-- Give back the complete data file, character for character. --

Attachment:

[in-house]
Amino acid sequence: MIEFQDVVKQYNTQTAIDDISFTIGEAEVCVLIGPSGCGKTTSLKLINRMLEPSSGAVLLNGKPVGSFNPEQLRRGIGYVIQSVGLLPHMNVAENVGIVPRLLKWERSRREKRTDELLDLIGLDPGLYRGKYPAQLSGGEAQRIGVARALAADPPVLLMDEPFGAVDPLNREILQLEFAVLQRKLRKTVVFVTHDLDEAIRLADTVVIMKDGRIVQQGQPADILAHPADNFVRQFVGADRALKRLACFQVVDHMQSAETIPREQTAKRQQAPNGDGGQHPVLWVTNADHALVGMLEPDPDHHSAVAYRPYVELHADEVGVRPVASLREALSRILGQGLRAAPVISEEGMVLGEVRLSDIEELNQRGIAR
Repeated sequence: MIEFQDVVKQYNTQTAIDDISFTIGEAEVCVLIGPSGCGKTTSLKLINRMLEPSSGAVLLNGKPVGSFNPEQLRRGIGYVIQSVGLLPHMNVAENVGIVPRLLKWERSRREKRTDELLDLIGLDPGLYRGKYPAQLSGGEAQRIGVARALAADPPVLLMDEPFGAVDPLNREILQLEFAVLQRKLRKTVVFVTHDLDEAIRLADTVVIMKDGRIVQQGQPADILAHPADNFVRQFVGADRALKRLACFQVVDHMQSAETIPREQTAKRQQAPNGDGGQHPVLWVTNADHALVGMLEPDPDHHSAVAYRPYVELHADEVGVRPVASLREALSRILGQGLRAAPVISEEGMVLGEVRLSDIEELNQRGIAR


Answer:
[in-house]
Amino acid sequence: MIEFQDVVKQYNTQTAIDDISFTIGEAEVCVLIGPSGCGKTTSLKLINRMLEPSSGAVLLNGKPVGSFNPEQLRRGIGYVIQSVGLLPHMNVAENVGIVPRLLKWERSRREKRTDELLDLIGLDPGLYRGKYPAQLSGGEAQRIGVARALAADPPVLLMDEPFGAVDPLNREILQLEFAVLQRKLRKTVVFVTHDLDEAIRLADTVVIMKDGRIVQQGQPADILAHPADNFVRQFVGADRALKRLACFQVVDHMQSAETIPREQTAKRQQAPNGDGGQHPVLWVTNADHALVGMLEPDPDHHSAVAYRPYVELHADEVGVRPVASLREALSRILGQGLRAAPVISEEGMVLGEVRLSDIEELNQRGIAR
Repeated sequence: MIEFQDVVKQYNTQTAIDDISFTIGEAEVCVLIGPSGCGKTTSLKLINRMLEPSSGAVLLNGKPVGSFNPEQLRRGIGYVIQSVGLLPHMNVAENVGIVPRLLKWERSRREKRTDELLDLIGLDPGLYRGKYPAQLSGGEAQRIGVARALAADPPVLLMDEPFGAVDPLNREILQLEFAVLQRKLRKTVVFVTHDLDEAIRLADTVVIMKDGRIVQQGQPADILAHPADNFVRQFVGADRALKRLACFQVVDHMQSAETIPREQTAKRQQAPNGDGGQHPVLWVTNADHALVGMLEPDPDHHSAVAYRPYVELHADEVGVRPVASLREALSRILGQGLRAAPVISEEGMVLGEVRLSDIEELNQRGIAR